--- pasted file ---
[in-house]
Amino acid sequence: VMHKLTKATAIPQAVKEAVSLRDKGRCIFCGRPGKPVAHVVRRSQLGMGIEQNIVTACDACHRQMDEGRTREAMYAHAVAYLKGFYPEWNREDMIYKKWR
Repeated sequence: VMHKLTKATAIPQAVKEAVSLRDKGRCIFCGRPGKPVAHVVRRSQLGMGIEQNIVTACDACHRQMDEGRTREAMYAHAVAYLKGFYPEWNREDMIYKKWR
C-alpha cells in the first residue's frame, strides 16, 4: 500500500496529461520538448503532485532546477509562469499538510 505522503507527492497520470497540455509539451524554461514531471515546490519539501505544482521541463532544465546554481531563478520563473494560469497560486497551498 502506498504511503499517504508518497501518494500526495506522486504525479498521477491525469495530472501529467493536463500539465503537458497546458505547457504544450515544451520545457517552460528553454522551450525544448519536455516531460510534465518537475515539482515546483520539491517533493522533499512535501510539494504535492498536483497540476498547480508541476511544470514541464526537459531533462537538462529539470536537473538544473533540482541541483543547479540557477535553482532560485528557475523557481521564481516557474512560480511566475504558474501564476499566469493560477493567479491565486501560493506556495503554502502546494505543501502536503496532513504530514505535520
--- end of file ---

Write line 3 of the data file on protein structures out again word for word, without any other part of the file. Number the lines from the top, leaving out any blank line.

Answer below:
Repeated sequence: VMHKLTKATAIPQAVKEAVSLRDKGRCIFCGRPGKPVAHVVRRSQLGMGIEQNIVTACDACHRQMDEGRTREAMYAHAVAYLKGFYPEWNREDMIYKKWR